Phil Mickelson doesn’t sound confident in his chances but he has one more week to impress Ryder Cup captain Steve Stricker

OWINGS MILLS, Md. – Reigning PGA champion Phil Mickelson sounded resigned to the fact he would not be playing for the U.S. in next month’s Ryder Cup at Whistling Straits in Wisconsin.

Mickelson has played in every Ryder Cup since making his debut in the biennial tussles between the U.S. and Europe in 1995. His experience and energetic ways in the team room would seemingly prove to be beneficial.

But if the member of the World Golf Hall of Fame who counts six majors on his resume is to extend the streak, he needs to impress U.S. captain Steve Stricker enough to be one of six discretionary selections that would round out the squad.

Stricker will make his six picks two days after next week’s Tour Championship concludes. Mickelson isn’t exactly holding his breath, for he knows he needs a drastic turn to the good with his form and right quick.

“I have not played consistently week in and week out to earn a spot,” Mickelson said Tuesday on the 10th tee at Caves Valley Golf Club as he continued his prep for the BMW Championship with a practice round with Emiliano Grillo.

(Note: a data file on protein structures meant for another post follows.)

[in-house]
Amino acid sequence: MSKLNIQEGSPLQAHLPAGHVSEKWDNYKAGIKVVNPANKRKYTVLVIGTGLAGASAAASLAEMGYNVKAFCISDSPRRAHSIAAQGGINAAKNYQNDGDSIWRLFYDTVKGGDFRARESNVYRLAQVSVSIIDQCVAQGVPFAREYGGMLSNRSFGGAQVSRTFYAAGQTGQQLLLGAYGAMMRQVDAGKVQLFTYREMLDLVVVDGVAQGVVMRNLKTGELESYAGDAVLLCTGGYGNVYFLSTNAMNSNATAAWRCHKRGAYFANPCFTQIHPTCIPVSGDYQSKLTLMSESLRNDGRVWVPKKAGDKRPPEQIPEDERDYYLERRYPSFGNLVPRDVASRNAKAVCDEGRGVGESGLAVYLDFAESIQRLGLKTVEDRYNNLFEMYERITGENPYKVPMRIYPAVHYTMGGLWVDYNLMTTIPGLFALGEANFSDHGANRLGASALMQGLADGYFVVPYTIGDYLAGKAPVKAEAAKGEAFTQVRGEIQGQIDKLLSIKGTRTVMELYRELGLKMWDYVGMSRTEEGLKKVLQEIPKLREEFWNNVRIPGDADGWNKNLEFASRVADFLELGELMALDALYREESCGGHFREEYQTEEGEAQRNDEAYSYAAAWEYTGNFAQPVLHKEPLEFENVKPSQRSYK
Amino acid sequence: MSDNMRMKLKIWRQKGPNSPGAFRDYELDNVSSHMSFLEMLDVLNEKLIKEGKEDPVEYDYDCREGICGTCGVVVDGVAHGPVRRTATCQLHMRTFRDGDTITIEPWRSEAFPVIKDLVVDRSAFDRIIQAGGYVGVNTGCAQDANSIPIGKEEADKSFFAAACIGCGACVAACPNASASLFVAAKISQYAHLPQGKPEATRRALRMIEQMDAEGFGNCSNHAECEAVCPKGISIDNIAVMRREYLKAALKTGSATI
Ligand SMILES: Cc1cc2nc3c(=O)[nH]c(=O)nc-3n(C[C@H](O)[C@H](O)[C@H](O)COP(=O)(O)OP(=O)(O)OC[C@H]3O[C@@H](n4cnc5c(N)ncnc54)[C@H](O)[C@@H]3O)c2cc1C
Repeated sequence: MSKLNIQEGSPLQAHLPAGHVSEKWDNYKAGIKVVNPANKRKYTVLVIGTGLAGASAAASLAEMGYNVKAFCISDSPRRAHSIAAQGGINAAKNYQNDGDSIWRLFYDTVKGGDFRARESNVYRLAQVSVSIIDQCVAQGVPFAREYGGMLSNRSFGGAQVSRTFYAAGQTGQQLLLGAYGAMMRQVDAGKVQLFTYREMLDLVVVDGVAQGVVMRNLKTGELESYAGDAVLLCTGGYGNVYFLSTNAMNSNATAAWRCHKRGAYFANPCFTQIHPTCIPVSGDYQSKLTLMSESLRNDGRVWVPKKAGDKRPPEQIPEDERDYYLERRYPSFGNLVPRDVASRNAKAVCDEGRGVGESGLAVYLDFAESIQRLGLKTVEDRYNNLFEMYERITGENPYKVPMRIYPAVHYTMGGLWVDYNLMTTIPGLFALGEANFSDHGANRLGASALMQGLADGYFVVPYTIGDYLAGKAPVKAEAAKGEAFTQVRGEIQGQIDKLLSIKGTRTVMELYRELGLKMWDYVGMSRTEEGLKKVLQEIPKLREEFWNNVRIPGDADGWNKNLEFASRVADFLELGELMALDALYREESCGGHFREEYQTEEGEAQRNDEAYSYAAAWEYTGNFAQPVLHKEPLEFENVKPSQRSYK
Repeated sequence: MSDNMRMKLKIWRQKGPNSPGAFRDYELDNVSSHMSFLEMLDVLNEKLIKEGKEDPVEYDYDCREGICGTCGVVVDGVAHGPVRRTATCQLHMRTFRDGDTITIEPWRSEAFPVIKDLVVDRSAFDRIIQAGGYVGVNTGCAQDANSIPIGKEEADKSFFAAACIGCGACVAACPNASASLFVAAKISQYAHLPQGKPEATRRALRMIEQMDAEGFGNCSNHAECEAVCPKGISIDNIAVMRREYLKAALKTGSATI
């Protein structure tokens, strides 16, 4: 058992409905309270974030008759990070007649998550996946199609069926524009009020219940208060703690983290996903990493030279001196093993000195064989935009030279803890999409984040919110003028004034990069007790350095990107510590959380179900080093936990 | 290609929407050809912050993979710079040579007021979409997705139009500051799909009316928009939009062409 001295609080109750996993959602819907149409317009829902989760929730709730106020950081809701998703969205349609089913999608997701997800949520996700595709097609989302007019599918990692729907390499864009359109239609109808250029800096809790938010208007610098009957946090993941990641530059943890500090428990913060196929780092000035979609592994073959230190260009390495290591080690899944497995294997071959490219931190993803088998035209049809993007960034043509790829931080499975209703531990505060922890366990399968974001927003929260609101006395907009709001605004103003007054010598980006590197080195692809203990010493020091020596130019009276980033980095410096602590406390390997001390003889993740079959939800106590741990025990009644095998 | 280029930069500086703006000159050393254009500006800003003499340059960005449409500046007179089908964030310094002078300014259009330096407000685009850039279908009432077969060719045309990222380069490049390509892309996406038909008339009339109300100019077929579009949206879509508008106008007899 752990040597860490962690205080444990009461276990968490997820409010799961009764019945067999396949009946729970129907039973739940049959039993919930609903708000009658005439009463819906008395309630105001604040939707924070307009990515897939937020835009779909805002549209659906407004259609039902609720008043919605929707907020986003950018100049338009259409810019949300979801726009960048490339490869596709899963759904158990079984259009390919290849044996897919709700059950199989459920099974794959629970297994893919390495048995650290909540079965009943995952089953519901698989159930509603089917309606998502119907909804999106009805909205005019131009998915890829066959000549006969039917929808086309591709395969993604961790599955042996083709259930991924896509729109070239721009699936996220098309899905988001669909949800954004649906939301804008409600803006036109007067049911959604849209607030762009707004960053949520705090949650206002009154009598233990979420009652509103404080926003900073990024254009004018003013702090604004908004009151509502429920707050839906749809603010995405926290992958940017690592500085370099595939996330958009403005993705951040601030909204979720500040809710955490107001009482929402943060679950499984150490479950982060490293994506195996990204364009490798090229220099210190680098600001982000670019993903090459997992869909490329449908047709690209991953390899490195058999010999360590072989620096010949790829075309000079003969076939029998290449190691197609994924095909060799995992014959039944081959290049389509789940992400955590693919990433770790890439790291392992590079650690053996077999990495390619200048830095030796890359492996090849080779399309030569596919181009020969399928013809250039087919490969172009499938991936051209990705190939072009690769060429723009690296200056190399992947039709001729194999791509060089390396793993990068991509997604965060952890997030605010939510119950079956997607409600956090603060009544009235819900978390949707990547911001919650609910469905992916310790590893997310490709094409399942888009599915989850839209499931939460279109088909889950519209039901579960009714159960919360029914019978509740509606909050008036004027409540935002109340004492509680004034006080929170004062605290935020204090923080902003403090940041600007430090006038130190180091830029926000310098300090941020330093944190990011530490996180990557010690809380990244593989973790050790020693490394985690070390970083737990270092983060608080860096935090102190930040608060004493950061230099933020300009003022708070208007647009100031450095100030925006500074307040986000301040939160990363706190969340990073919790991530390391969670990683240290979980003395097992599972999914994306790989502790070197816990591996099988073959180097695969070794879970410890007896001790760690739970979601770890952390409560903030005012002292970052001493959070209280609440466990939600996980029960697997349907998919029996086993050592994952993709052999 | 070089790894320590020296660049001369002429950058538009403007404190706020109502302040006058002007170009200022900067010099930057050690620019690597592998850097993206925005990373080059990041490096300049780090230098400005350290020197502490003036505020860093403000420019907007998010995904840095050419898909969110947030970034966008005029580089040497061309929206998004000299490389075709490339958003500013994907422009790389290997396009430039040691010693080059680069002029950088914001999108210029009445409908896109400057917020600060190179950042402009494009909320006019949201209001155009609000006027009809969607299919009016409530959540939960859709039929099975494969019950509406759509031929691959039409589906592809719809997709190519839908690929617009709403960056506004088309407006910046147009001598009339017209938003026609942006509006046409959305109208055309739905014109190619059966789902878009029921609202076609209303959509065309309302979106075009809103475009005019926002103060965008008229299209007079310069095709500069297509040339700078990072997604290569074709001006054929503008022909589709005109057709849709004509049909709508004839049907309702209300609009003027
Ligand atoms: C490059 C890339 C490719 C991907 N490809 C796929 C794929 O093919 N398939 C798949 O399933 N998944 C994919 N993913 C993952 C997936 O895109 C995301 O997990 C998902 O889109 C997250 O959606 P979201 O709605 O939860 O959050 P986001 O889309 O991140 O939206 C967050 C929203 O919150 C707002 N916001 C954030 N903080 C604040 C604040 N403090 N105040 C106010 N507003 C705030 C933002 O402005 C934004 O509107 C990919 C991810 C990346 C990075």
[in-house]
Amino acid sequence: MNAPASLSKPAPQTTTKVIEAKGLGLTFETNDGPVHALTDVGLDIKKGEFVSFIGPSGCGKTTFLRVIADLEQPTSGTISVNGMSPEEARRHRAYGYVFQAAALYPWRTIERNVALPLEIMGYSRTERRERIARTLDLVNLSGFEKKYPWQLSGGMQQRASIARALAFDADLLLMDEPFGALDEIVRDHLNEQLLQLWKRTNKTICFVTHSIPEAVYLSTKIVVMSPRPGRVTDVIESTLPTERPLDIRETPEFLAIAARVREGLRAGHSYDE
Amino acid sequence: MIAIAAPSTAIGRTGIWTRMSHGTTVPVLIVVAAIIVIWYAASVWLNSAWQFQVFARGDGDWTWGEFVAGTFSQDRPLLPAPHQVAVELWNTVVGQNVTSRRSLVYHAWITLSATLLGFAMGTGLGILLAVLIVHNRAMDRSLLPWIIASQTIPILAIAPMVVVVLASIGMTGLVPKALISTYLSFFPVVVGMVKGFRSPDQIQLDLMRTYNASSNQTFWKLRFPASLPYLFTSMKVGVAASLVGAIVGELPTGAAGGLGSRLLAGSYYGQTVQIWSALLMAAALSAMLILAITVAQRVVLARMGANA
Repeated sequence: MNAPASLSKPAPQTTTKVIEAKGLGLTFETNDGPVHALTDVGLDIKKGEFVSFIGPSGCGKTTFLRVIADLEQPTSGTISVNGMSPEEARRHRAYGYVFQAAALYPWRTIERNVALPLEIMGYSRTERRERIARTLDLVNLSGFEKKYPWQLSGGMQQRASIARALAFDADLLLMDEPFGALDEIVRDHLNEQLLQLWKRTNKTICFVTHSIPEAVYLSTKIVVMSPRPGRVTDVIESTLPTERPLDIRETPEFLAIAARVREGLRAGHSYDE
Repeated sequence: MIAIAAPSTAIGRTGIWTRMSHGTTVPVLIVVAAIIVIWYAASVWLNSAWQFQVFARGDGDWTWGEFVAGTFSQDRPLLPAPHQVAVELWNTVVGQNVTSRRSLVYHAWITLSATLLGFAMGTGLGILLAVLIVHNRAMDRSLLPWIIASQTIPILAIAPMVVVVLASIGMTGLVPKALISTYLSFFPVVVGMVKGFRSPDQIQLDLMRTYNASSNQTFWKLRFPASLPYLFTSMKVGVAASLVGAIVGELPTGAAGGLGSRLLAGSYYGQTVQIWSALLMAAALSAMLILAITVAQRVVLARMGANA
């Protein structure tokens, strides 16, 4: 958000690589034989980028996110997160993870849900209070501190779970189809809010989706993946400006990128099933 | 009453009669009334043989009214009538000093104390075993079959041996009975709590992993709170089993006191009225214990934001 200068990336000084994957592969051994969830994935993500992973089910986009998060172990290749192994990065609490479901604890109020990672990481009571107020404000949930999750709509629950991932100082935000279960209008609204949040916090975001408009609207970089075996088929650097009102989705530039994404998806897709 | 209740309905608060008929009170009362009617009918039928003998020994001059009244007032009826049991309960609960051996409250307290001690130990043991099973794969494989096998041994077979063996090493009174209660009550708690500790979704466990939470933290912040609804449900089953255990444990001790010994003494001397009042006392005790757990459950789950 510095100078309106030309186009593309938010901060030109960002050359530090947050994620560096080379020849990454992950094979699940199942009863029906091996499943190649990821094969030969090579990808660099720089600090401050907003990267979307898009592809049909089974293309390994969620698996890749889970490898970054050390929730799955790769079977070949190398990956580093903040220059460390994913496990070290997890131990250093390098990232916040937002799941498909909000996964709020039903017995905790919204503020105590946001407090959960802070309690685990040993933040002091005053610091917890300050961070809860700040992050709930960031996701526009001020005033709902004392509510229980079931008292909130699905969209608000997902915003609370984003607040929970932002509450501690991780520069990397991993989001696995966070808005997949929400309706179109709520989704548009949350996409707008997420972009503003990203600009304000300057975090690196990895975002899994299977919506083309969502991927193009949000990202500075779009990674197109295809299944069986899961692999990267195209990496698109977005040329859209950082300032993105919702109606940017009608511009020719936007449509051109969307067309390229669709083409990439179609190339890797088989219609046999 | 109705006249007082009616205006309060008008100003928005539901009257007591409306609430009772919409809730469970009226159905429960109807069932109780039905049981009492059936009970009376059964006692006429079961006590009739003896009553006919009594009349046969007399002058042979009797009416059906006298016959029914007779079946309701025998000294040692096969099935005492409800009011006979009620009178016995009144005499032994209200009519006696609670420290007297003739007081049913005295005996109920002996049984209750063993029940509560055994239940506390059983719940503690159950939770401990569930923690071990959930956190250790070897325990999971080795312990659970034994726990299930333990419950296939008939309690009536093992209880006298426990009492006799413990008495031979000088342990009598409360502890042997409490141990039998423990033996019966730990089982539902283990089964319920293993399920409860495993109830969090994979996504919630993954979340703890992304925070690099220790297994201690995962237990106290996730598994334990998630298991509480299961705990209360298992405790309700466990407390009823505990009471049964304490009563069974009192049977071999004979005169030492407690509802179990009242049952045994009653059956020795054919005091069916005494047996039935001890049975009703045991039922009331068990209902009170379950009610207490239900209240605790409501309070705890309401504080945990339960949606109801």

“There are better players, there are younger players,” Mickelson said. “And unless I were to win this week, or finish whatever I need to finish, like top 4 or top 5, to get into the Tour Championship and then win there, maybe I’d deserve a pick.

“Other than that, I haven’t played at the level consistently week in and week out to deserve a spot. I had one great week at the PGA.”

That he did. At Kiawah Island, Mickelson became the oldest player to win a major as he held off Brooks Koepka and Louis Oosthuizen en route to winning his second Wanamaker Trophy to go with his three green jackets and Claret Jug.

But in 17 other starts in 2021, Mickelson, who is 19th in the Ryder Cup standings, has missed seven cuts and posted zero top 10s. He hasn’t played anywhere near his world rank of 33rd. But he has one more week, possibly two, to turn things around.

Mickelson was at Caves Valley on Monday with nary a worry on his mind. While he had missed the cut in last week’s Northern Trust at Liberty National Golf Club, Mickelson felt secure that his rank in the FedEx Cup standings would remain inside the top 70, the cutoff point for the BMW, and he was getting familiar with this rolling, massive layout.

Then things started happening up and down the leaderboard in the shadow of the Manhattan Skyline and Lady Liberty and his season moved into peril mode.

“I didn’t think it was going to be an issue,” Mickelson said. “Then we started to watch the last hour, half hour, and it became closer than I thought.”

It couldn’t have been any closer. While six players moved into the top 70 with solid weeks of play, Mickelson fell from 58th to 70th and qualified.

“I find the golf course terrific and I am appreciative for the opportunity to play and I really don’t have any to lose,” Mickelson said. “If I go out and have a really great week, I can get into next week. And, if not, I’ll have a few weeks off.”

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